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>> Was drug kingpin Joaquin El Chapo Guzman's extradition to the US actually Mexico's way of welcoming President Trump to the White House? Mexican officials won't say. But law enforcement from both sides of the border tell Reuters, no matter the motivation, the message is clear. Mexico wants to be on Trump's good side when it comes to crime fighting.
>> And the crime, and the gangs, and the drugs. This American carnage stops right here.>> Some law enforcement even think that's the one area where ties can actually strengthen says Reuters Mexico correspondent, Simon Gardner.>> Trump has declared himself very much a fan of law and order, of supporting cops and the military.
And I think there are some Mexicans think that maybe that could translate into maybe more cash for Mexican police. And certainly more help with intelligence gathering from the US law enforcement who are either based in Mexico or still in the states. And then that, that could maybe translate to greater coordination, more drug busts, perhaps a decrease in drugs being shipped into the United States.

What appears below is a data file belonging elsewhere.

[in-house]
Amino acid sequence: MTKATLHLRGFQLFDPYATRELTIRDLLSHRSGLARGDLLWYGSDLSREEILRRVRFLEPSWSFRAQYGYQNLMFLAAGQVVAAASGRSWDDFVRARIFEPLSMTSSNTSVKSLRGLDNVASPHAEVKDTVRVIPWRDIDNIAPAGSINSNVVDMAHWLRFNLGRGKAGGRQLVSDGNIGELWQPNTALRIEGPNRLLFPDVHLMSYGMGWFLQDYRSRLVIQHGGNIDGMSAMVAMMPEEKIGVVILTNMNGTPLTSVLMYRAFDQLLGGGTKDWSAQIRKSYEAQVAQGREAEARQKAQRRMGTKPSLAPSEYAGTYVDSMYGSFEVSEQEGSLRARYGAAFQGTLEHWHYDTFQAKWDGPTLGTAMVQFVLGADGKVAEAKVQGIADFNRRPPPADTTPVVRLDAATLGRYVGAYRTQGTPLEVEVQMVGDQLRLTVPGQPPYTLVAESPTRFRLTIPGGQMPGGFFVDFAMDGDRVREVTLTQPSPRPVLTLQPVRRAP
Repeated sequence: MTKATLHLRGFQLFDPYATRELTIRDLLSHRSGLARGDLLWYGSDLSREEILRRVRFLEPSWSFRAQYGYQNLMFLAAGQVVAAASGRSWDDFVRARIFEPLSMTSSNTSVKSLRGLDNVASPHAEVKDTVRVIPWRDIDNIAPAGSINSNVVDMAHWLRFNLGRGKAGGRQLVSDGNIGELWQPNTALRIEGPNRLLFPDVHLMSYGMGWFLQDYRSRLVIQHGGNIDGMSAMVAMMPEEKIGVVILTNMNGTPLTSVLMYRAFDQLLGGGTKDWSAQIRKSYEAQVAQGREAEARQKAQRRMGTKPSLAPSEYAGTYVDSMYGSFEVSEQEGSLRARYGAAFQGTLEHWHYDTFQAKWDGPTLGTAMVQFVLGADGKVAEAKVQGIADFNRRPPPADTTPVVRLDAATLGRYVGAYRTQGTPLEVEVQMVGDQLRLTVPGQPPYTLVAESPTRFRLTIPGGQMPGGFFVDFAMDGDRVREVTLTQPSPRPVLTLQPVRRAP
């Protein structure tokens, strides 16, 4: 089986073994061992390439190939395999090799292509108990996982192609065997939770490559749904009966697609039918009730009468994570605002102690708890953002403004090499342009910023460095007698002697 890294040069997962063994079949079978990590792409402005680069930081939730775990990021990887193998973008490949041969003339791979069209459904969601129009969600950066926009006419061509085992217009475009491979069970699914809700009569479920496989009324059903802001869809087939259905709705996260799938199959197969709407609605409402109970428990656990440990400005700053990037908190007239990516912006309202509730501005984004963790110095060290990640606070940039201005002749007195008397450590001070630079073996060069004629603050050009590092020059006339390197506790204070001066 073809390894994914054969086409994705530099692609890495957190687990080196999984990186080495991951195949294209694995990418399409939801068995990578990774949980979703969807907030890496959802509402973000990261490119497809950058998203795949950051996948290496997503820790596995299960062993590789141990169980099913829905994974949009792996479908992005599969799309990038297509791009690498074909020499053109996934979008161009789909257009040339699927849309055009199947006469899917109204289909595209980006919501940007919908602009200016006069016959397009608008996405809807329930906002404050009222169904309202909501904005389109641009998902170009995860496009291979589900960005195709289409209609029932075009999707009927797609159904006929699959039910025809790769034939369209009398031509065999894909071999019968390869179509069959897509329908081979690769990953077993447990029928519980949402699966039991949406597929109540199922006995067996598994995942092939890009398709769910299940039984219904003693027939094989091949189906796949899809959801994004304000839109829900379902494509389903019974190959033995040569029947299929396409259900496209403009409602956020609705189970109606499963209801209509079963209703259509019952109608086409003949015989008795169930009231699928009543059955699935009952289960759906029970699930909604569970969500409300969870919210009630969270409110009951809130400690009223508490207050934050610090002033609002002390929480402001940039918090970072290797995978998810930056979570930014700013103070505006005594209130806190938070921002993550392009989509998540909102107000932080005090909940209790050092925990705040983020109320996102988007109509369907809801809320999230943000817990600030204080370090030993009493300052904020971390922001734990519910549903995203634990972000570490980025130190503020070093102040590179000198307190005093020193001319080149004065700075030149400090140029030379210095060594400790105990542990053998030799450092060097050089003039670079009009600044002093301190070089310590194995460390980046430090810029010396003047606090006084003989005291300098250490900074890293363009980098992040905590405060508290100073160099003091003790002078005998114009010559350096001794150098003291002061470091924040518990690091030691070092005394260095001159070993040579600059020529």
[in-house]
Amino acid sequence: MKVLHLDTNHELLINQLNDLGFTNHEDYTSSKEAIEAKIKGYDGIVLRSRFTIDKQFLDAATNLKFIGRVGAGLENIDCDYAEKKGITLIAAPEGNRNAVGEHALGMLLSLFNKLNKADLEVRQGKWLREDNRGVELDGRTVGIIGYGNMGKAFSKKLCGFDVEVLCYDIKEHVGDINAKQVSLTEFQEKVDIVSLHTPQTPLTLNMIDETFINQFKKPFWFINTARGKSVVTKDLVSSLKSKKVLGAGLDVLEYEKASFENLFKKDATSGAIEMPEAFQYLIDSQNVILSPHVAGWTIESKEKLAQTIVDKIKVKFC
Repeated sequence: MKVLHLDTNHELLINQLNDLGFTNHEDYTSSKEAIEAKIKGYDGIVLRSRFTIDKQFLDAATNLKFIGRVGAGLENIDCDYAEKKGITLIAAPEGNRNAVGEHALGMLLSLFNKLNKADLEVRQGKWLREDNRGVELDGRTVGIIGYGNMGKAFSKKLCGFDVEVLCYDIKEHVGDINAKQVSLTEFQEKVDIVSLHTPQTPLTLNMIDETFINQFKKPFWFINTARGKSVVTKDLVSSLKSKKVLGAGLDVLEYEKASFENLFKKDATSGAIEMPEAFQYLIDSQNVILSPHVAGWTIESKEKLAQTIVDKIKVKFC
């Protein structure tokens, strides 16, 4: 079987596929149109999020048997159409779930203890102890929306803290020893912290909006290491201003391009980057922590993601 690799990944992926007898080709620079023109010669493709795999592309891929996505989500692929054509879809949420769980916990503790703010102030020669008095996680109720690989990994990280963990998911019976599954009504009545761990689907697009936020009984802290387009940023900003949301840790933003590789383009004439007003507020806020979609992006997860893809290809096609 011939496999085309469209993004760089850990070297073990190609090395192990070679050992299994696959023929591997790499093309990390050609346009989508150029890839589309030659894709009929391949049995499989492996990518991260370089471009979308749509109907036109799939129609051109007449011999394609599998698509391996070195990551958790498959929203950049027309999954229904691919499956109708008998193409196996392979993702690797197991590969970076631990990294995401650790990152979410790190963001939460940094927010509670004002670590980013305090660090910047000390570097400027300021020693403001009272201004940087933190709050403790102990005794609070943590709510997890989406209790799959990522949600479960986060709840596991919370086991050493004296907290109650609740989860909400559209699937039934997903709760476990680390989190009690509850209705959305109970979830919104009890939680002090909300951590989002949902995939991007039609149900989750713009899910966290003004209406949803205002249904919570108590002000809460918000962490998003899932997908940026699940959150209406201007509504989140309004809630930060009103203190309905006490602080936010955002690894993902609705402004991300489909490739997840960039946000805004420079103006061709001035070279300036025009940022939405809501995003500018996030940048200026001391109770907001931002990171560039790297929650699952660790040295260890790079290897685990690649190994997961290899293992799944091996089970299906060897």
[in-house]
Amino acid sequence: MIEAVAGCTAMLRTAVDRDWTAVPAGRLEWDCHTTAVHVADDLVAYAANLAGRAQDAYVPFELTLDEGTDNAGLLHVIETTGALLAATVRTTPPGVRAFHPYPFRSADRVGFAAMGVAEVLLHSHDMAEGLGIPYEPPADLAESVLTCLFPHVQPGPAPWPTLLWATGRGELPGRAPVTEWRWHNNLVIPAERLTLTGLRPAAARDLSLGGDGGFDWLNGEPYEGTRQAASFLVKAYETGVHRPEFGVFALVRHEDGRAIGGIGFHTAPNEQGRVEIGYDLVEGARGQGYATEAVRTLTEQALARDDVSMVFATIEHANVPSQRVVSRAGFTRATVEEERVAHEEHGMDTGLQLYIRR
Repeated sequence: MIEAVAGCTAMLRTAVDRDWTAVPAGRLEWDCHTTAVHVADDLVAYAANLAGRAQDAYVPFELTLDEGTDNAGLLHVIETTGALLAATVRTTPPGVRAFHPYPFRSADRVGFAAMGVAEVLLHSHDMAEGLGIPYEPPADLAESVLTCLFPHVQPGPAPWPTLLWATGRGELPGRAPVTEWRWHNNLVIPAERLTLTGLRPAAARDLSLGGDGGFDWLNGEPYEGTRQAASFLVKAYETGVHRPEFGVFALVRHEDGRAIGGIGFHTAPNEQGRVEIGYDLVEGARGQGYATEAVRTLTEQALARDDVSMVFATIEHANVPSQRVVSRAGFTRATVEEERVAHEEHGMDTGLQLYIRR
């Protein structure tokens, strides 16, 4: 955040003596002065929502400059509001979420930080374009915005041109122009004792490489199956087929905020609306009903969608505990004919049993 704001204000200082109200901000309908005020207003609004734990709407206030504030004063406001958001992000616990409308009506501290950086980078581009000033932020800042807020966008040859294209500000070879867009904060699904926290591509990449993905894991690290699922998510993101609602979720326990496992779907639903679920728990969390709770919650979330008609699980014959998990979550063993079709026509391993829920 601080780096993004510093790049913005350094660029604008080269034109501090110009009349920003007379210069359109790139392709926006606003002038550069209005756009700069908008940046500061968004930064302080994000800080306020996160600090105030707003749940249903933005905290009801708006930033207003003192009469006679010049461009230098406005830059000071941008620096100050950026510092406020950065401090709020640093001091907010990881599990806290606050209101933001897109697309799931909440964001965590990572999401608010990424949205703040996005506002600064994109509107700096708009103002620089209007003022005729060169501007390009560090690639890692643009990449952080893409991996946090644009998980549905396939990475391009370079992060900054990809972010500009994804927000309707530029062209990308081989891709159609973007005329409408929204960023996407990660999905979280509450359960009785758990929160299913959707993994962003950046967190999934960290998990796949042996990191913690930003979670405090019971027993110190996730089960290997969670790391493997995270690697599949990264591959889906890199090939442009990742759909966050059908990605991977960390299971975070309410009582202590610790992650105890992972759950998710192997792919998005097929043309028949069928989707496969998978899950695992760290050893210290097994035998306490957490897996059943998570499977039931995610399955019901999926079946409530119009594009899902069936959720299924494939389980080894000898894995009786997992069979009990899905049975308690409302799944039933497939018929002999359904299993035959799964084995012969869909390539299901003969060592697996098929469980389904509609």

And maybe just a more conservative fight against organized crime.>> But, what about Trump's blistering attacks against Mexico and his fight to stop US companies from opening new factories south of the border?>> I think there is, on the one hand, patience towards him from the Mexicans. In the sense that they think that he's gonna be someone who's gonna support their fight against organized crime.
>> And a belief that if Mexico proves it's a willing partner when it comes to crime, Trump will soften his stance on trade tariffs and deportations. El Chapo faces life in a US prison if convicted on charges related to running what is believed to be the largest drug smuggling operation in the world.